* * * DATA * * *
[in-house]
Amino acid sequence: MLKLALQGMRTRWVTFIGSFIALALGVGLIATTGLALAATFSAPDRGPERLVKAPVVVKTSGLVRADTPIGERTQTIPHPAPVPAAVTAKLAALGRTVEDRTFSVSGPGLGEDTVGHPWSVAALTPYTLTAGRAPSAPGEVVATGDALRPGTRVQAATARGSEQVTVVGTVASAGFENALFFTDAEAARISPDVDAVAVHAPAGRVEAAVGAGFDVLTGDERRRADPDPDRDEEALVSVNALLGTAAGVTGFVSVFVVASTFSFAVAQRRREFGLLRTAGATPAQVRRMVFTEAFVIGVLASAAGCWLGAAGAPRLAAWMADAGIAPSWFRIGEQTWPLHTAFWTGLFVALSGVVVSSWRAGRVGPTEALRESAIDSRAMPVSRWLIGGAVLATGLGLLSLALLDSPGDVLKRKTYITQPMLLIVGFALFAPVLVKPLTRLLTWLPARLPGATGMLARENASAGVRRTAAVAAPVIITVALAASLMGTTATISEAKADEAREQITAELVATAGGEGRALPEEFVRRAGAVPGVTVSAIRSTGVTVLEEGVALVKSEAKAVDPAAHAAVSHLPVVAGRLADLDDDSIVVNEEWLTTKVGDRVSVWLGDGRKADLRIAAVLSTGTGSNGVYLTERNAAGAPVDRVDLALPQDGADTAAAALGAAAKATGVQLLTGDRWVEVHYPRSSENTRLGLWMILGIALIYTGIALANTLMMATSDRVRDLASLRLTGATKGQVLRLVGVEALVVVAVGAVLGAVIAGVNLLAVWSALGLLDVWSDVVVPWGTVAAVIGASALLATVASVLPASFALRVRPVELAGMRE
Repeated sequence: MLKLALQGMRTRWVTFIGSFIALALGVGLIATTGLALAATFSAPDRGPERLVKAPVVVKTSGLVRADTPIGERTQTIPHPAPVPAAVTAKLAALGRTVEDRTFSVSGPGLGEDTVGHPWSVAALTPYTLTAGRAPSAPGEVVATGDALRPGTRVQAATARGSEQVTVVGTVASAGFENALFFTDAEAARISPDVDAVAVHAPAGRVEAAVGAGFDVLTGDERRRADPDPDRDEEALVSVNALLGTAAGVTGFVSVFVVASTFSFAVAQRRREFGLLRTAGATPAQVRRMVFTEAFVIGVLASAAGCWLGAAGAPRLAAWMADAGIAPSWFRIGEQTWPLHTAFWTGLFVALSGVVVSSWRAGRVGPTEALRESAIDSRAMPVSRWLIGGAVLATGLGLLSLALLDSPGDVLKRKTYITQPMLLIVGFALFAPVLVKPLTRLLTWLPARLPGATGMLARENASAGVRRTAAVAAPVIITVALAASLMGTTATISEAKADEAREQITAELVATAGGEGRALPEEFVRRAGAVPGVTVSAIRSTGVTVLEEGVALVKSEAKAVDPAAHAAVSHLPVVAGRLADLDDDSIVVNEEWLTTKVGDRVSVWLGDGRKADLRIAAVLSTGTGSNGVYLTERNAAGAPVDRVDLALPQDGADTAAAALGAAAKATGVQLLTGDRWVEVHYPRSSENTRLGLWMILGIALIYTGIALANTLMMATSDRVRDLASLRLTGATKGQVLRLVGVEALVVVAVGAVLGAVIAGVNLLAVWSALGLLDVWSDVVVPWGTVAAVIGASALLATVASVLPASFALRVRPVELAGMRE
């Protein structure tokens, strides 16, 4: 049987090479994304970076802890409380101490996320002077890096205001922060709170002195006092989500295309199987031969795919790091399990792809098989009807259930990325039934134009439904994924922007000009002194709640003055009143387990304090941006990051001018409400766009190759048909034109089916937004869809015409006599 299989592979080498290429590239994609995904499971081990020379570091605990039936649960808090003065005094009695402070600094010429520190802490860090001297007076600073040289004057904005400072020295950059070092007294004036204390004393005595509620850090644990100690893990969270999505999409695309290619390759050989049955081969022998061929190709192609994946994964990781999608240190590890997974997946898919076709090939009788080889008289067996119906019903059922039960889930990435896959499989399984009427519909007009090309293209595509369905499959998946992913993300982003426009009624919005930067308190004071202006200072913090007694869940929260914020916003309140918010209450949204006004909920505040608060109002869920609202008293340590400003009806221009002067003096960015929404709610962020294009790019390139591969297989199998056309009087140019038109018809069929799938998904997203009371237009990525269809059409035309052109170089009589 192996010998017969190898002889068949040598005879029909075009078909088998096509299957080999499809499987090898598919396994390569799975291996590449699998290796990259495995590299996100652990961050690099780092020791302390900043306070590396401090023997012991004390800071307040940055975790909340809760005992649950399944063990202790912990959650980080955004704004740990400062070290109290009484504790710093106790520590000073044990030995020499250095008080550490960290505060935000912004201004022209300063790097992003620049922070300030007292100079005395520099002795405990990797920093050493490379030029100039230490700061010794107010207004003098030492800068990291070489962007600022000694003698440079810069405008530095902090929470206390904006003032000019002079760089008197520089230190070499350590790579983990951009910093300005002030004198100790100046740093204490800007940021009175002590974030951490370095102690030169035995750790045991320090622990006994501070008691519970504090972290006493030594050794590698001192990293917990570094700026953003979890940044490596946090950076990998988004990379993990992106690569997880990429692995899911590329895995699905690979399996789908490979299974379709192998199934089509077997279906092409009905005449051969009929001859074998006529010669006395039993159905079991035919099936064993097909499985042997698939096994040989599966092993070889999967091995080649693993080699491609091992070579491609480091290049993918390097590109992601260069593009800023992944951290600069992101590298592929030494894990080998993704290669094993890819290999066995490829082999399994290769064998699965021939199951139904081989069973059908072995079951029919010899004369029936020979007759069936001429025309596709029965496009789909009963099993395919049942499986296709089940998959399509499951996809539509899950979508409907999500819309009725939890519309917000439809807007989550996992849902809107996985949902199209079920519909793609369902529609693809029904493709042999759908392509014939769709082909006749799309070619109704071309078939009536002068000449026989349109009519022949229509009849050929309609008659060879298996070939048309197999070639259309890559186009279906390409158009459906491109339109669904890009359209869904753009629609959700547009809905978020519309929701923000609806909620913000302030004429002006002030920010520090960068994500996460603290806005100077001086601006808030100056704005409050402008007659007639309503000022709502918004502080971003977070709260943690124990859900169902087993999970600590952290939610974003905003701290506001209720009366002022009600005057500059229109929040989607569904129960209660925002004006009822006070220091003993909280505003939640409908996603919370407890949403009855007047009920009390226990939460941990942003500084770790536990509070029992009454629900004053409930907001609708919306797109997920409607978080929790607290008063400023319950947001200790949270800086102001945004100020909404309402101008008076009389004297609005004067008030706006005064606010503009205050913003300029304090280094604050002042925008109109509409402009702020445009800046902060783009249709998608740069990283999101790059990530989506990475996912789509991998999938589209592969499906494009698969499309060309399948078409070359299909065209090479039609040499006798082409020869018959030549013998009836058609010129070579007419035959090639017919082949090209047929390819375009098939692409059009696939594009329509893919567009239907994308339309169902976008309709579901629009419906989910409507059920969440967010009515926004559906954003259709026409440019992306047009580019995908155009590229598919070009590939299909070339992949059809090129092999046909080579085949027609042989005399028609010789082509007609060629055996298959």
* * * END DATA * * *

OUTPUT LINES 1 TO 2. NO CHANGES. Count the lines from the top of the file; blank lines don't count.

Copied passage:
[in-house]
Amino acid sequence: MLKLALQGMRTRWVTFIGSFIALALGVGLIATTGLALAATFSAPDRGPERLVKAPVVVKTSGLVRADTPIGERTQTIPHPAPVPAAVTAKLAALGRTVEDRTFSVSGPGLGEDTVGHPWSVAALTPYTLTAGRAPSAPGEVVATGDALRPGTRVQAATARGSEQVTVVGTVASAGFENALFFTDAEAARISPDVDAVAVHAPAGRVEAAVGAGFDVLTGDERRRADPDPDRDEEALVSVNALLGTAAGVTGFVSVFVVASTFSFAVAQRRREFGLLRTAGATPAQVRRMVFTEAFVIGVLASAAGCWLGAAGAPRLAAWMADAGIAPSWFRIGEQTWPLHTAFWTGLFVALSGVVVSSWRAGRVGPTEALRESAIDSRAMPVSRWLIGGAVLATGLGLLSLALLDSPGDVLKRKTYITQPMLLIVGFALFAPVLVKPLTRLLTWLPARLPGATGMLARENASAGVRRTAAVAAPVIITVALAASLMGTTATISEAKADEAREQITAELVATAGGEGRALPEEFVRRAGAVPGVTVSAIRSTGVTVLEEGVALVKSEAKAVDPAAHAAVSHLPVVAGRLADLDDDSIVVNEEWLTTKVGDRVSVWLGDGRKADLRIAAVLSTGTGSNGVYLTERNAAGAPVDRVDLALPQDGADTAAAALGAAAKATGVQLLTGDRWVEVHYPRSSENTRLGLWMILGIALIYTGIALANTLMMATSDRVRDLASLRLTGATKGQVLRLVGVEALVVVAVGAVLGAVIAGVNLLAVWSALGLLDVWSDVVVPWGTVAAVIGASALLATVASVLPASFALRVRPVELAGMRE